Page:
xauth: (argv):1:  bad display name "lucky-puffin-86:1" in "add" command
xauth:  file /home/idroot/.Xauthority does not exist

New 'X' desktop is meilana-maria-86:1 localhost

Creating default startup script /home/idroot/.vnc/xstartup
Starting applications specified in /home/idroot/.vnc/xstartup
Log file is /home/idroot/.vnc/meilana-maria-86:1.log

Step 4. Configure the VNC.

We now need to edit the xstartup file. Before doing so, kill the VNC service:

vncserver -kill :1

Next, create a backup of its default startup script file:

mv ~/.vnc/xstartup ~/.vnc/xstartup.bak

Now edit xstartup the file:

nano ~/.vnc/xstartup

Add the following 3 lines of text to your new file:

xrdb $HOME/.Xresources
startxfce4 &

Make the xstartup file executable:

sudo chmod +x ~/.vnc/xstartup

And finally, start vncserver again:


Step 5. Create a VNC server system startup script.

One more time, let’s stop the VNC server so we can change the configuration files:

vncserver -kill :1

Now create a new unit file for VNC. A unit file encodes information about a service:

sudo nano /etc/systemd/system/vncserver@.service

Paste in the following, replacing idroot it with your own user name. You can also change 1280x800 to your desired resolution:

Description=Start TightVNC server at startup


ExecStartPre=-/usr/bin/vncserver -kill :%i > /dev/null 2>&1
ExecStart=/usr/bin/vncserver -depth 24 -geometry 1280x800 :%i
ExecStop=/usr/bin/vncserver -kill :%i


Next, reload Systemd for the changes to take effect:

sudo systemctl daemon-reload
sudo systemctl enable vncserver@1.service
sudo systemctl start vncserver@1

Step 6. Connecting to VNC server.

To access the remote desktop on the VNC server from the Windows system, you must have a VNC viewer installed on your system. There are various VNC viewers available to use. Download anyone and install it on your system, for example:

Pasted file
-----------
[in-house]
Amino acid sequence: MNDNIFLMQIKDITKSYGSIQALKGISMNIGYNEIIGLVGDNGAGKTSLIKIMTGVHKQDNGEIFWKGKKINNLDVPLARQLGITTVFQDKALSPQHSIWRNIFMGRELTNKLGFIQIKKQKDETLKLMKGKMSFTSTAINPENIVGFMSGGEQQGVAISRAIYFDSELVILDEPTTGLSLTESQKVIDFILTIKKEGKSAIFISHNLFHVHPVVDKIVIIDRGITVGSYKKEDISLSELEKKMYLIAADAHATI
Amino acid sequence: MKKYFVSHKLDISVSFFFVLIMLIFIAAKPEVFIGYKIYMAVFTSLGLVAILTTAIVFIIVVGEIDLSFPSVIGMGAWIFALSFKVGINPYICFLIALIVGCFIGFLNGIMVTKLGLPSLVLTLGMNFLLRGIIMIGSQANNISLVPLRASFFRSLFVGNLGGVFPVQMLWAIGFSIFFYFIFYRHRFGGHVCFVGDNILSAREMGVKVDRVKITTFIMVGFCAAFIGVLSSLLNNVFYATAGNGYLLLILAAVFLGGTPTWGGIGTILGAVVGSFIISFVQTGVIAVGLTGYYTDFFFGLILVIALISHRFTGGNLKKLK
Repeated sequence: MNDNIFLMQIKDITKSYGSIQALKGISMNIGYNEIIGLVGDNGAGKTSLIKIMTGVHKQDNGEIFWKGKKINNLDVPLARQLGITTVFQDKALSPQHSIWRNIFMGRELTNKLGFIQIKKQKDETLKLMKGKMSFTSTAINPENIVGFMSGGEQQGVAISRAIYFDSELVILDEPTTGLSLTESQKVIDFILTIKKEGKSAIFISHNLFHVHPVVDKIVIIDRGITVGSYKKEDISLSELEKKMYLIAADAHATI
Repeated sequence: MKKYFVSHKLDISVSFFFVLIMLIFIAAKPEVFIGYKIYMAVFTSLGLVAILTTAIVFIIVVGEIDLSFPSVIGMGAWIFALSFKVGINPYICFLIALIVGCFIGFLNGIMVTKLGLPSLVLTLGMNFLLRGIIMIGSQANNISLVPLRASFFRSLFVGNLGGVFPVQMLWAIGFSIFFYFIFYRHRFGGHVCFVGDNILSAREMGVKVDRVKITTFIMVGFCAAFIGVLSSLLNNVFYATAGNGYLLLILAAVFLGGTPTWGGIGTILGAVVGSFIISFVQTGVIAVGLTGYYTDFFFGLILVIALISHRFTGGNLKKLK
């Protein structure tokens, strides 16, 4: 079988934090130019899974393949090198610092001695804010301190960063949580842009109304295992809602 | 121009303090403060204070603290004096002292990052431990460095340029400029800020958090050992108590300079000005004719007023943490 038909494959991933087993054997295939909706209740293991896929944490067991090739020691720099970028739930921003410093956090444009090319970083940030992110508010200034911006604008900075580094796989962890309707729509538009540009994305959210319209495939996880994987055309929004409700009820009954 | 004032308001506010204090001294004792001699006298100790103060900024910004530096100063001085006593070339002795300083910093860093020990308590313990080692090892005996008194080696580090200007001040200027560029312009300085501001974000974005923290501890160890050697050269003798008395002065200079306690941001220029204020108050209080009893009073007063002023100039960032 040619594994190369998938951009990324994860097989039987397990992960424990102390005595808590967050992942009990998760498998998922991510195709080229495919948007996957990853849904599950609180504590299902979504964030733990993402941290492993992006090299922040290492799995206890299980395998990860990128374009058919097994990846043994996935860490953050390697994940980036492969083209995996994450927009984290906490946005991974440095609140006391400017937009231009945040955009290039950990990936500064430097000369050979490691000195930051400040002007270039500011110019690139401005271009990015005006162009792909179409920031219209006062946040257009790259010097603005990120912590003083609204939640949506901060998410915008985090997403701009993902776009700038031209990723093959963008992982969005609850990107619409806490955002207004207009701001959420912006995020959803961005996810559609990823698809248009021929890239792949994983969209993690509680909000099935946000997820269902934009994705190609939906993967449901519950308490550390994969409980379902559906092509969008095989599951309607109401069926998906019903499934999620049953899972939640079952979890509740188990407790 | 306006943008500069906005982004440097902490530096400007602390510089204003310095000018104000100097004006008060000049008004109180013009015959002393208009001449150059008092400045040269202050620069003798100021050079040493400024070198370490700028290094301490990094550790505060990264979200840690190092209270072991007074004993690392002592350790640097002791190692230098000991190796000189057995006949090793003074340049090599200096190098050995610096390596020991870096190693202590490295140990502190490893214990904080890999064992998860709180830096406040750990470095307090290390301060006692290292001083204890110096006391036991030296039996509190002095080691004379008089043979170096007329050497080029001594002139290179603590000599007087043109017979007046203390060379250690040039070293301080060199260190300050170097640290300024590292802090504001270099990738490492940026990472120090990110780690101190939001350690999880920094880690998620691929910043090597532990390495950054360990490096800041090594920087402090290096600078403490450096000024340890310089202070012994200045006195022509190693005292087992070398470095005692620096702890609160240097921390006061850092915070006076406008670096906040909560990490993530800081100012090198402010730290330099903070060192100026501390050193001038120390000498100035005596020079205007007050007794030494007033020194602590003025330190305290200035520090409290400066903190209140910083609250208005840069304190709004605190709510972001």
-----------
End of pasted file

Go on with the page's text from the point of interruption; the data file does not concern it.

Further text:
Install VNC Server on Ubuntu 20.04

To access the remote desktop on the VNC server from Linux, you can open up a new window or tab in Terminal, for example). Replace server-ip-address with the IP address of your Server:

ssh -L 5901: -N -f -l idroot server-ip-adress

Congratulations! You have successfully installed VNC. Thanks for using this tutorial for installing the VNC (Virtual Network Computing) server on your Ubuntu 20.04 LTS Focal Fossa system. For additional help or useful information, we recommend you check the official VNC website.

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r00t is a seasoned Linux system administrator with a wealth of experience in the field. Known for his contributions to, r00t has authored numerous tutorials and guides, helping users navigate the complexities of Linux systems. His expertise spans across various Linux distributions, including Ubuntu, CentOS, and Debian. r00t's work is characterized by his ability to simplify complex concepts, making Linux more accessible to users of all skill levels. His dedication to the Linux community and his commitment to sharing knowledge makes him a respected figure in the field.